Rezoning rules must apply in PCC selloff, ex-members say
By Kim Westad, Times Colonist February 25, 2012
Two Provincial Capital Commission board members who resigned after the province announced it will sell off undisclosed “surplus” properties say they expect any buyers to follow the same rezoning rules as any other purchaser.
Saanich Coun. Dean Murdock said some of the public concern about the sales might be lessened if the province at least made clear that some heritage properties are not on the block. The government has refused to divulge any surplus properties although it has cited downtown parking lots as examples.
“I understand from a real estate perspective that you don’t want to show your hand,” Murdock said. “But at the same time, they could quite easily say, ‘We’re not talking about Crystal Gardens or St. Ann’s Academy.’ That might make people feel a bit calmer about it.”
The B.C. Liberal government announced the sale of surplus Crown land in this week’s budget, saying sales could raise $706 million and allow a balanced budget. Critics say that selling off land in a “fire sale” for a one-time cash infusion is shortsighted and a poor use of public assets.
Murdock and Victoria Coun. Geoff Young quit the PCC board this week in opposition to how the commission had been restructured and how it intends to deal with its properties. Saanich Coun. Nichola Wade also resigned, citing a potential conflict of interest because she is a provincial government employee.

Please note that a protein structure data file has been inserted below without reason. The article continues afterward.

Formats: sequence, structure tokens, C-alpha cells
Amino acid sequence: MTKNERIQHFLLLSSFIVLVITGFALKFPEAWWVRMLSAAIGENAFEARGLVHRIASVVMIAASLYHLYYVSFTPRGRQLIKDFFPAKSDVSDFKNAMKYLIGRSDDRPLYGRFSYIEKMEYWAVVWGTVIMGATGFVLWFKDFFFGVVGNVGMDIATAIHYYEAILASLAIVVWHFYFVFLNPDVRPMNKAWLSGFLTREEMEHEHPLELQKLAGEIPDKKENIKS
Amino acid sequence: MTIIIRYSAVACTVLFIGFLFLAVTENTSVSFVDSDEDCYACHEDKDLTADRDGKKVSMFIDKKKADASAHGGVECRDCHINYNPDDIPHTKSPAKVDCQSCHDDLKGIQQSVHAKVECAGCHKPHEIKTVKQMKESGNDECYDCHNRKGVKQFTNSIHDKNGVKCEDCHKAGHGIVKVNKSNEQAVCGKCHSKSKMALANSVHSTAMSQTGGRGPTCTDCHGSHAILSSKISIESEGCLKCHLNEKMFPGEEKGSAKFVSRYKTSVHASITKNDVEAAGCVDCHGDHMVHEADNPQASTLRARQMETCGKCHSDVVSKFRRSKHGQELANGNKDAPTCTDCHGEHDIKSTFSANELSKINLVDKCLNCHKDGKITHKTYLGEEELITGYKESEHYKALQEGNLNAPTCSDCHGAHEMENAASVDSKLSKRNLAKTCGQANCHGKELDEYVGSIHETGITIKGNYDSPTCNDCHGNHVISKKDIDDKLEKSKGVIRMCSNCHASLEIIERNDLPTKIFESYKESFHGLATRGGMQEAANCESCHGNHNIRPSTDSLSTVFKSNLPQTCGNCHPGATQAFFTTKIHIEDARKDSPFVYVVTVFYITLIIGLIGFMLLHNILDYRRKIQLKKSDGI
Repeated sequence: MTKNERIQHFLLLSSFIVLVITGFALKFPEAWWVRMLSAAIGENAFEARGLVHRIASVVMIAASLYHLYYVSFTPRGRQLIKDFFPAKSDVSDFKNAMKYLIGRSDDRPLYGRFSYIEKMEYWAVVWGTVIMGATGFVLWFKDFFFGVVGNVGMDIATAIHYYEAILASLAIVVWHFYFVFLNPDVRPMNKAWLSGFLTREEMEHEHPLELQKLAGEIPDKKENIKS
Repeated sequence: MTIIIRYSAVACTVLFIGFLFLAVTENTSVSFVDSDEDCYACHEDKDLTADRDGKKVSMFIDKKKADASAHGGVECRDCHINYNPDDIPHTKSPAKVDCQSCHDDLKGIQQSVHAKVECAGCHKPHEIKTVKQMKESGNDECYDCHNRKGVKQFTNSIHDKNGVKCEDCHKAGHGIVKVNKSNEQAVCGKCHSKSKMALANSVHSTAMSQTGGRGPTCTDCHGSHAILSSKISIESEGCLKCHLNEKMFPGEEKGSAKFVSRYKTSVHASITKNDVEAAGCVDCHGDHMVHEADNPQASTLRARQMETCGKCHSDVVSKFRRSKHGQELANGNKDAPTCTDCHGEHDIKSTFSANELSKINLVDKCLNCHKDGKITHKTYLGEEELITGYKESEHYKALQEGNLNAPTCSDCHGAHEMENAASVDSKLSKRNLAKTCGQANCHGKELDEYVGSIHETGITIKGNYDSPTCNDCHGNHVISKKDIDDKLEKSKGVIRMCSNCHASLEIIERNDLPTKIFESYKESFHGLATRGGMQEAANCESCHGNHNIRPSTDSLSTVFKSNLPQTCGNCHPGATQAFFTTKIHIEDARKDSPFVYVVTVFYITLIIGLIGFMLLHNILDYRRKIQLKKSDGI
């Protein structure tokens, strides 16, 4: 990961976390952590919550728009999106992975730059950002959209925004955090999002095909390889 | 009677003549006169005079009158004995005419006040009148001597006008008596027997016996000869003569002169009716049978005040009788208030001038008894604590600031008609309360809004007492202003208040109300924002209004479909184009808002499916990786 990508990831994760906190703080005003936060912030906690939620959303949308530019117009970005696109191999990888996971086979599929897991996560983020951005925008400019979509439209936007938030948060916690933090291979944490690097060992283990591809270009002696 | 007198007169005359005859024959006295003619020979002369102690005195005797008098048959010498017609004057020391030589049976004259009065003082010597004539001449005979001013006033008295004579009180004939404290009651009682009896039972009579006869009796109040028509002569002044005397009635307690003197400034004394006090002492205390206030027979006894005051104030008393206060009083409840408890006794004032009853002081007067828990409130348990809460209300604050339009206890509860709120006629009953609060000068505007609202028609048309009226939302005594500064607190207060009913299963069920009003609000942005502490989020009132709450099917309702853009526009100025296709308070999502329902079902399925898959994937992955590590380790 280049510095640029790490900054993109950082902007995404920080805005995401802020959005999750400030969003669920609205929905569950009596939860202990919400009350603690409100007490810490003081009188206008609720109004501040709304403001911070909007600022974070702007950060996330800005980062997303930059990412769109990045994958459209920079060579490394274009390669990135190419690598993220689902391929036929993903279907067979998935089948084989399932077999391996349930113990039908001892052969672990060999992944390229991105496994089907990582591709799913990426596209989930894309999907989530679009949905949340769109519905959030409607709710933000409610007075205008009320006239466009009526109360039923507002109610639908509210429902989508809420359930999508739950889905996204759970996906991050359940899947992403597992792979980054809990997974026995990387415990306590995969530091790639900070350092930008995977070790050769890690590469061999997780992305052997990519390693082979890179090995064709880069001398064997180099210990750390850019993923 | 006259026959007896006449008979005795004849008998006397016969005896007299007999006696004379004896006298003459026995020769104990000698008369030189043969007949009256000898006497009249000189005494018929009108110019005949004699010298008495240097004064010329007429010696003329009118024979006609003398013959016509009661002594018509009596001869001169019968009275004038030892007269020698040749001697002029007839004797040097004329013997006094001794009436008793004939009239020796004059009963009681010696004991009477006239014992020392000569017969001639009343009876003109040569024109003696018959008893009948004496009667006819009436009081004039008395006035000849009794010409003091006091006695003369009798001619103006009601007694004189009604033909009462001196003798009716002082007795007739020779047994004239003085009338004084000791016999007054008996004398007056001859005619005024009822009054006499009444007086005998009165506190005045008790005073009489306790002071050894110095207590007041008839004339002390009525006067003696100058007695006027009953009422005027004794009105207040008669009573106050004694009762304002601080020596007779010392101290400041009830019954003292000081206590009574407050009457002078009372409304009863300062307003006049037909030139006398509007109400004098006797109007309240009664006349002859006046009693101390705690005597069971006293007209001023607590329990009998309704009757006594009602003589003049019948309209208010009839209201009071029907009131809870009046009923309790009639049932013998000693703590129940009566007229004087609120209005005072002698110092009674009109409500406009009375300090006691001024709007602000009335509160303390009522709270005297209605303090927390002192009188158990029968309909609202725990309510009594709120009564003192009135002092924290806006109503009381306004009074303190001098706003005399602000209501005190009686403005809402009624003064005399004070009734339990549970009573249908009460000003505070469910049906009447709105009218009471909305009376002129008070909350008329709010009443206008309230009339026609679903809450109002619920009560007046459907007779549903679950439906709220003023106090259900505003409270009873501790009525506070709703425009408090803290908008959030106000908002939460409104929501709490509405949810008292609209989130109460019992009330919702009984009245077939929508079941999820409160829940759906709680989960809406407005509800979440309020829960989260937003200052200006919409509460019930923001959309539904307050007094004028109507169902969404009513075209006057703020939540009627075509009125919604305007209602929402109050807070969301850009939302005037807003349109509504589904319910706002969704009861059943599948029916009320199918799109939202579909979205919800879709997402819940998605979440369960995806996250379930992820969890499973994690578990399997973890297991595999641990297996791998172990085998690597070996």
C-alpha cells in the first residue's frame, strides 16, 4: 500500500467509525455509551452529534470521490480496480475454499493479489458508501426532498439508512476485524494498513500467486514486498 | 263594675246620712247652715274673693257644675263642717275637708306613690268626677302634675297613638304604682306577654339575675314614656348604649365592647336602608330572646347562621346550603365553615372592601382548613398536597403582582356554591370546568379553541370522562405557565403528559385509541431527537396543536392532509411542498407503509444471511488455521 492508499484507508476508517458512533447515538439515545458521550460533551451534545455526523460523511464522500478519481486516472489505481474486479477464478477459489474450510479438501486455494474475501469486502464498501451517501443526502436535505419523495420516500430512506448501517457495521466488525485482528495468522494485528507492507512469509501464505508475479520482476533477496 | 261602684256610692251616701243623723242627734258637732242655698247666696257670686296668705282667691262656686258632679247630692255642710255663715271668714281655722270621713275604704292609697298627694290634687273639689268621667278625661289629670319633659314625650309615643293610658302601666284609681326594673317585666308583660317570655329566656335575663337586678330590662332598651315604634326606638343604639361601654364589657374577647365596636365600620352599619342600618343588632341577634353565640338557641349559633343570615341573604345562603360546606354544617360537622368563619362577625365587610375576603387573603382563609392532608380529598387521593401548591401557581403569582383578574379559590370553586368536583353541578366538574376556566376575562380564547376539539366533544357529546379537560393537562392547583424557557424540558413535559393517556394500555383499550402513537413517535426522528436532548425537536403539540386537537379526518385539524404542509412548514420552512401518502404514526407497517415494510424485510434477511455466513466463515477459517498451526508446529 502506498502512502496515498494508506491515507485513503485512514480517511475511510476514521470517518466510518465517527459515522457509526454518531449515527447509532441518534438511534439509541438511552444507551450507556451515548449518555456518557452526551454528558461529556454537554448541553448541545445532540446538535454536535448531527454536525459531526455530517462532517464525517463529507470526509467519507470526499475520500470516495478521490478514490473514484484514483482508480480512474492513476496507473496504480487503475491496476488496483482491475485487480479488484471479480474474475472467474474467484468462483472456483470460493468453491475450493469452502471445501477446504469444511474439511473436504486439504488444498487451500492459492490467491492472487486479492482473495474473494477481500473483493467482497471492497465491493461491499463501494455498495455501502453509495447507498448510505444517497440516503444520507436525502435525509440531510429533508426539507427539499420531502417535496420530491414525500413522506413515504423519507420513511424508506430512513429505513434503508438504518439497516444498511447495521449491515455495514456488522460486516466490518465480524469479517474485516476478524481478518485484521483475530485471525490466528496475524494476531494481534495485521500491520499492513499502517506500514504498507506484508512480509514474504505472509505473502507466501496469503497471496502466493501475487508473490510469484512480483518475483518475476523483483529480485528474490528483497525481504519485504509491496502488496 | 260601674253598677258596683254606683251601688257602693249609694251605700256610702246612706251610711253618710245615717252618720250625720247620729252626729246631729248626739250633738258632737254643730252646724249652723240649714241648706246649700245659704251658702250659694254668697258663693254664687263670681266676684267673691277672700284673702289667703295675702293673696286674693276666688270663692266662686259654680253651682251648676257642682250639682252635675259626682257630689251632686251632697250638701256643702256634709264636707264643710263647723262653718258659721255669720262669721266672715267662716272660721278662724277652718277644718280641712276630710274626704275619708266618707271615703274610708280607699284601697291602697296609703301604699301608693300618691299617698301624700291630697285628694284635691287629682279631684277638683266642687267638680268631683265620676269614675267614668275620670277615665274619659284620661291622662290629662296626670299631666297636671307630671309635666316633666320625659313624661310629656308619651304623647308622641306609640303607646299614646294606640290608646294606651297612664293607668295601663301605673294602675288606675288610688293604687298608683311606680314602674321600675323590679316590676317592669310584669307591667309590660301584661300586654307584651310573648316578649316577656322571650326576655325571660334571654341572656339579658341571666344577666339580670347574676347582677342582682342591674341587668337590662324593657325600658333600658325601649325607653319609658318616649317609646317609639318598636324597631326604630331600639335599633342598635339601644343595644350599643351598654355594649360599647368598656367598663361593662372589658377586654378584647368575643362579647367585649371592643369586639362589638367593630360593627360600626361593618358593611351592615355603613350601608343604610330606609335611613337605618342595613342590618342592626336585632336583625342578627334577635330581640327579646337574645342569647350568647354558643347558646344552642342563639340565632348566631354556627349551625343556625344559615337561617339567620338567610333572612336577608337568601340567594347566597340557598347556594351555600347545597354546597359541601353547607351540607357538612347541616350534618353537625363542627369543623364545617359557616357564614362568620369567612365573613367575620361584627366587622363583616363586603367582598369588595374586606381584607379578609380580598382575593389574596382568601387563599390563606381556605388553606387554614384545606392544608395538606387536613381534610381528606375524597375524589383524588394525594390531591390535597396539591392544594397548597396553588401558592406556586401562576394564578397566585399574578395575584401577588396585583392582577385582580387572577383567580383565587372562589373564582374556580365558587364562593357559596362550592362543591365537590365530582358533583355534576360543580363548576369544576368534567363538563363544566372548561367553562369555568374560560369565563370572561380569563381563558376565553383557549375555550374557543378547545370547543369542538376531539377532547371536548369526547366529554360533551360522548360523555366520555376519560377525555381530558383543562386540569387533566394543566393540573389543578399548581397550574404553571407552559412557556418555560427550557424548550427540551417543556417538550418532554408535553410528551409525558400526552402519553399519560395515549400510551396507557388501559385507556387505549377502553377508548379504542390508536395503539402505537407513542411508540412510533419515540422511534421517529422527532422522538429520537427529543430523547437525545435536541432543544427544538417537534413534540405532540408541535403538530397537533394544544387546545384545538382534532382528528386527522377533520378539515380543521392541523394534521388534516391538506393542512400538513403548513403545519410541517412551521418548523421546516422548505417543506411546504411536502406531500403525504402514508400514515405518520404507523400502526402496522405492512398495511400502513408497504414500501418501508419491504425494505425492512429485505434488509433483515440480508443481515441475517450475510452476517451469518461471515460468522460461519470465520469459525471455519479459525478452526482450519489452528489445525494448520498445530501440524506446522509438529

“If the PCC sells a major development site to a private developer then I would expect the city would deal with it at every stage – rezoning, permits, etcetera – exactly as we would for any other developer,” Young said.
That could slow the sale of some surplus property as often developers do not want to close a deal until a rezoning is in place.
Another issue that could delay any quick sales is that many PCC properties would be subject to land title issues with local First Nations. Esquimalt First Nation lawyer Gary Yabsley said it is keeping a close eye on any sales.
Generally, any sale of Crown land triggers a duty to First Nations, even if no specific land claim has been filed.
“The Esquimalt First Nation, and I would assume others in the general region, would be of the view that there are outstanding unresolved land title issues,” Yabsley said.
“Whatever the province does by way of divestiture would immediately trigger Crown obligations in terms of First Nation rights.”
First Nations have aboriginal title interest in provincial and federal Crown land, Yabsley said.
“Case law says repeatedly that that interest puts an onus on the Crown to consult with First Nations if they are going to do anything with the land and it affects the First Nations’ interest in it.”
Selling would be considered to affect an interest, he said. The legal obligations include consultation and accommodation. What form it takes – for example, financial compensation – could vary depending on the property.
“As I understand it, the proposal is for the province to divest itself of hundreds of million of [dollars worth of] land. That’s a significant value in land to which First Nations will invariably say they have an interest,” Yabsley said.
The province has an established system for consulting with First Nations on Crown properties.